Accordingly, the first slip bearings 30 are pivotally secured to said end walls 28. The pivoting action of the first nylon slip bearings 30 minimizes any snagging or braking action which may occur when the first pair of gimbal wires 24 slide relative said first nylon slip bearings 30 particularly when turbulence is encountered while the aerial device is in flight.
The first motor housing 32 is configured as a box and may be constructed of plastic or the like. In particular the first drive motor housing 32 includes an outer floor 38 a pair of end walls 28 and a pair of sidewalls 40 along with a removable top 42. The first motor housing 32 also includes an inner platform 44 which is secured to the floor 38 by means of self-tapping screws 46.
The platform 44 includes a circular opening 48 which is concentrically encircled by a plurality of first gears 50 which are presented by or connected to the upper surface of the platform 44 as best illustrated in FIG. 2.
Furthermore, a circular recess 54 which is slightly larger in diameter than opening 48, is located in the lower part of platform 44. The floor 38 includes a circular opening 56 which is concentric with hole 48.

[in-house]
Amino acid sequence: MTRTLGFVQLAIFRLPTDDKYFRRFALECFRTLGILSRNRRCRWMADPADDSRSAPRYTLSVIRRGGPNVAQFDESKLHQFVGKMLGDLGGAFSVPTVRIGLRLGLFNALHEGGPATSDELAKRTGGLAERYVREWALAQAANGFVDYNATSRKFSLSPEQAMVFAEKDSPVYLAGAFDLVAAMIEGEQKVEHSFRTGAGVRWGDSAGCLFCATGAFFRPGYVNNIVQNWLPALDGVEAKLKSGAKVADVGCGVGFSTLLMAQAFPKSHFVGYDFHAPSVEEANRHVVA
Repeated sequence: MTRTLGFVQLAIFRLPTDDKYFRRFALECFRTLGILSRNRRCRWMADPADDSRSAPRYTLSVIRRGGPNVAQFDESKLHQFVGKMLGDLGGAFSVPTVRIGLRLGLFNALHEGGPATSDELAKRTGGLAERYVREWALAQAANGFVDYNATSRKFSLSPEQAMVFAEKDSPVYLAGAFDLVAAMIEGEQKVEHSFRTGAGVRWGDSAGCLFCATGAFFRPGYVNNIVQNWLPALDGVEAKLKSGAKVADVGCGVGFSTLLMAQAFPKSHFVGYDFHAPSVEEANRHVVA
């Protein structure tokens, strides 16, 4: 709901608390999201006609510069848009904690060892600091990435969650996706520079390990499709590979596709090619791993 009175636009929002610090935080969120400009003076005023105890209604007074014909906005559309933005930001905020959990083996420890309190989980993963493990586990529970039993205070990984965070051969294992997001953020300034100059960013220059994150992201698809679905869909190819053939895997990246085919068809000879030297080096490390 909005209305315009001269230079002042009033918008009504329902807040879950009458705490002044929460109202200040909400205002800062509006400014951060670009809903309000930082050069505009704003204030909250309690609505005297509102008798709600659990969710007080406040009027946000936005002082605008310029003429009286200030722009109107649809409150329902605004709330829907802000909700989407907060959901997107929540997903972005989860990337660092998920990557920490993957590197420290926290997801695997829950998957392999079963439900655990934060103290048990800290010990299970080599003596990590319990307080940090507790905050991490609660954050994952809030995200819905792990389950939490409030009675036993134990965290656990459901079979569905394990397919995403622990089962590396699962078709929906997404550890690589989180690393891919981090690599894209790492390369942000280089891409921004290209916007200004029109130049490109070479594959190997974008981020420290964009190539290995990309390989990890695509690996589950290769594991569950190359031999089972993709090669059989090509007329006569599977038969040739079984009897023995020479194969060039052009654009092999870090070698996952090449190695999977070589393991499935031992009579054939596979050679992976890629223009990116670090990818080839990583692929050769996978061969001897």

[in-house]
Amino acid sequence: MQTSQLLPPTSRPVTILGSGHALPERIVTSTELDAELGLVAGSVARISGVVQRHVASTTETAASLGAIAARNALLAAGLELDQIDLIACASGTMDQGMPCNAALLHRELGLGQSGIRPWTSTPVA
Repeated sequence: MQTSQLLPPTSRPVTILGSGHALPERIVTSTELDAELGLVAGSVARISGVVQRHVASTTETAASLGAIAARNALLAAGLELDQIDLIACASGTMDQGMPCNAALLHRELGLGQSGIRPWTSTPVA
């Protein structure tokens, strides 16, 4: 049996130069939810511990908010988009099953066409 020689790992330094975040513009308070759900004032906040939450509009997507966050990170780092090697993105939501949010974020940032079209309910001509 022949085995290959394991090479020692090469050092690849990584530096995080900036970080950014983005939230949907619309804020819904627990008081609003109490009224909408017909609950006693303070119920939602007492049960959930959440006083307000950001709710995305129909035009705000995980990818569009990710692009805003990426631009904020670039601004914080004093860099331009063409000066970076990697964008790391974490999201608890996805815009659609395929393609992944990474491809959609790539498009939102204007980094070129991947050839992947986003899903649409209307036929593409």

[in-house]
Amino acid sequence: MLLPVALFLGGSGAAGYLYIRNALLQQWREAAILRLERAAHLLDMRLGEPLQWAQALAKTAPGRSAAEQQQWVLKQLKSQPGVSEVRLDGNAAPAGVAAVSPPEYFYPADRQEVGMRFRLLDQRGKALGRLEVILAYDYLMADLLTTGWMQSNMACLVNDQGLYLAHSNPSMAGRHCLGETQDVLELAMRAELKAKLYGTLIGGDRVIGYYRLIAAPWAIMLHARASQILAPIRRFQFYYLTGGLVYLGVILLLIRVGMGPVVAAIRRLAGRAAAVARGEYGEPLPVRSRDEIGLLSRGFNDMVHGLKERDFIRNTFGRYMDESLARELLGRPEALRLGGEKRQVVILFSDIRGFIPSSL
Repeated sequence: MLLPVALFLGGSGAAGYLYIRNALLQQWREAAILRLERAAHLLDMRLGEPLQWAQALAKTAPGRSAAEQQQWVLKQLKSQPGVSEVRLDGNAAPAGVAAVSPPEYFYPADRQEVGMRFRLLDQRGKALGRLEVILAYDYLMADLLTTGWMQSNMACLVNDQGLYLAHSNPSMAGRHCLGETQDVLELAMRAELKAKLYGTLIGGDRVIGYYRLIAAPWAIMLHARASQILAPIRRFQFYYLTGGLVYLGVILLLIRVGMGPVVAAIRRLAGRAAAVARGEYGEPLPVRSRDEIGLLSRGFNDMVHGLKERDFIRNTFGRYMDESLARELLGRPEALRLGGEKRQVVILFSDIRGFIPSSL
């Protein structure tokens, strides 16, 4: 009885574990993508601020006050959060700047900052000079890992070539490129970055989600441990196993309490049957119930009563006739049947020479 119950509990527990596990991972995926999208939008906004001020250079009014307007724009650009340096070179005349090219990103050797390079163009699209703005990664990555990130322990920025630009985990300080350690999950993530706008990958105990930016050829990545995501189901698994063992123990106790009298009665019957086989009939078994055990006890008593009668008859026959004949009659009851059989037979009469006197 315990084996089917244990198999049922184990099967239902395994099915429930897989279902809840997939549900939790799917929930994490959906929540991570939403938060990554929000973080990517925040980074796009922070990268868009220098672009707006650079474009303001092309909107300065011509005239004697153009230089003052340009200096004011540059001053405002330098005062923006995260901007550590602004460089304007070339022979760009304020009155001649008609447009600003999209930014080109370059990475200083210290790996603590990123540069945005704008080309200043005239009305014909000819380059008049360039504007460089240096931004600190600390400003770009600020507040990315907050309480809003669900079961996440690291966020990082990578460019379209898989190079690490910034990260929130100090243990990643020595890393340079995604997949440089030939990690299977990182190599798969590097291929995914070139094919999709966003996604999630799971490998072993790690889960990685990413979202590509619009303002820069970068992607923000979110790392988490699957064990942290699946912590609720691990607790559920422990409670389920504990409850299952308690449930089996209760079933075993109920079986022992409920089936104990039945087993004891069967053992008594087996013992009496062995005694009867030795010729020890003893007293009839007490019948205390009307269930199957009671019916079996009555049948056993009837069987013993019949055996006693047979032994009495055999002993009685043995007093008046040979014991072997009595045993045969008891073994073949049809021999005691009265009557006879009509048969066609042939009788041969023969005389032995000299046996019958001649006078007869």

Once the platform 44 is secured to floor 38 by means of self-taping screws 46 the recess 54 presents or defines a circular shaped race. This defined race or recess 54 is adapted to receive the circular base 58 of motor mounting bracket 60 which may be best illustrated in FIG. 3.
The motor mounting bracket 60 includes three roller bearings 62 which are disposed at equally distant points on the circular base 58 of motor mounting bracket 60.
Two flat wings or legs 64 extend vertically upwardly at right angles from the circular base 58 of the motor mounting bracket 60. The legs 64 are adapted to embrace or cradle the size of the box like first motor 66. The first motor 66 consists of a direct drive motor. The legs 64 are held in place to receptacle 66 by means of screws 68.